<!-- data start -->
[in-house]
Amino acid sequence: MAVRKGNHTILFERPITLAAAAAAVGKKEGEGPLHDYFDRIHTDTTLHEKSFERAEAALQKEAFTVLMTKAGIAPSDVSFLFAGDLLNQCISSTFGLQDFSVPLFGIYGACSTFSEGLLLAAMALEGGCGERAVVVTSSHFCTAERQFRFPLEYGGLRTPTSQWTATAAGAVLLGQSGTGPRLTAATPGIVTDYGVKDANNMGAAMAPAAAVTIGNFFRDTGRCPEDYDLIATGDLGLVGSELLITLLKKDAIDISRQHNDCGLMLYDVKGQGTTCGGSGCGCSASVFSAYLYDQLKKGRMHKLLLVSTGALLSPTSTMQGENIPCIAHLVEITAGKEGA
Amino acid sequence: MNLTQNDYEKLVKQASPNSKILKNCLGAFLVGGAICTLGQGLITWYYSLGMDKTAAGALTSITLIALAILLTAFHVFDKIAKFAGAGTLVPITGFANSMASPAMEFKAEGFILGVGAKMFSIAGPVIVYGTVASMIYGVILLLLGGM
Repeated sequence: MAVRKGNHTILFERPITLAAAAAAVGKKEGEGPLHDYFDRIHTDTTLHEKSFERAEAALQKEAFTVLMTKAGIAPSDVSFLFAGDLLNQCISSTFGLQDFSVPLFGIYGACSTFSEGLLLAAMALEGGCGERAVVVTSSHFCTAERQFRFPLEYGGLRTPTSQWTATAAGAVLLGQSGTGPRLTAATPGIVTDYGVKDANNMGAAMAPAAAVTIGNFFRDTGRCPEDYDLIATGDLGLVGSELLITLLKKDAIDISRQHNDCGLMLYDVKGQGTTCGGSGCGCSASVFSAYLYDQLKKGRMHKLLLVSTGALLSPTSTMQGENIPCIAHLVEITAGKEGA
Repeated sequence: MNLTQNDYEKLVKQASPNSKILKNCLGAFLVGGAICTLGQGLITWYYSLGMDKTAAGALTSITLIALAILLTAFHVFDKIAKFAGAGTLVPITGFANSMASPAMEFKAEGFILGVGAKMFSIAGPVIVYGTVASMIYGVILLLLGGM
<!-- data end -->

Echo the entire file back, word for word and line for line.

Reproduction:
[in-house]
Amino acid sequence: MAVRKGNHTILFERPITLAAAAAAVGKKEGEGPLHDYFDRIHTDTTLHEKSFERAEAALQKEAFTVLMTKAGIAPSDVSFLFAGDLLNQCISSTFGLQDFSVPLFGIYGACSTFSEGLLLAAMALEGGCGERAVVVTSSHFCTAERQFRFPLEYGGLRTPTSQWTATAAGAVLLGQSGTGPRLTAATPGIVTDYGVKDANNMGAAMAPAAAVTIGNFFRDTGRCPEDYDLIATGDLGLVGSELLITLLKKDAIDISRQHNDCGLMLYDVKGQGTTCGGSGCGCSASVFSAYLYDQLKKGRMHKLLLVSTGALLSPTSTMQGENIPCIAHLVEITAGKEGA
Amino acid sequence: MNLTQNDYEKLVKQASPNSKILKNCLGAFLVGGAICTLGQGLITWYYSLGMDKTAAGALTSITLIALAILLTAFHVFDKIAKFAGAGTLVPITGFANSMASPAMEFKAEGFILGVGAKMFSIAGPVIVYGTVASMIYGVILLLLGGM
Repeated sequence: MAVRKGNHTILFERPITLAAAAAAVGKKEGEGPLHDYFDRIHTDTTLHEKSFERAEAALQKEAFTVLMTKAGIAPSDVSFLFAGDLLNQCISSTFGLQDFSVPLFGIYGACSTFSEGLLLAAMALEGGCGERAVVVTSSHFCTAERQFRFPLEYGGLRTPTSQWTATAAGAVLLGQSGTGPRLTAATPGIVTDYGVKDANNMGAAMAPAAAVTIGNFFRDTGRCPEDYDLIATGDLGLVGSELLITLLKKDAIDISRQHNDCGLMLYDVKGQGTTCGGSGCGCSASVFSAYLYDQLKKGRMHKLLLVSTGALLSPTSTMQGENIPCIAHLVEITAGKEGA
Repeated sequence: MNLTQNDYEKLVKQASPNSKILKNCLGAFLVGGAICTLGQGLITWYYSLGMDKTAAGALTSITLIALAILLTAFHVFDKIAKFAGAGTLVPITGFANSMASPAMEFKAEGFILGVGAKMFSIAGPVIVYGTVASMIYGVILLLLGGM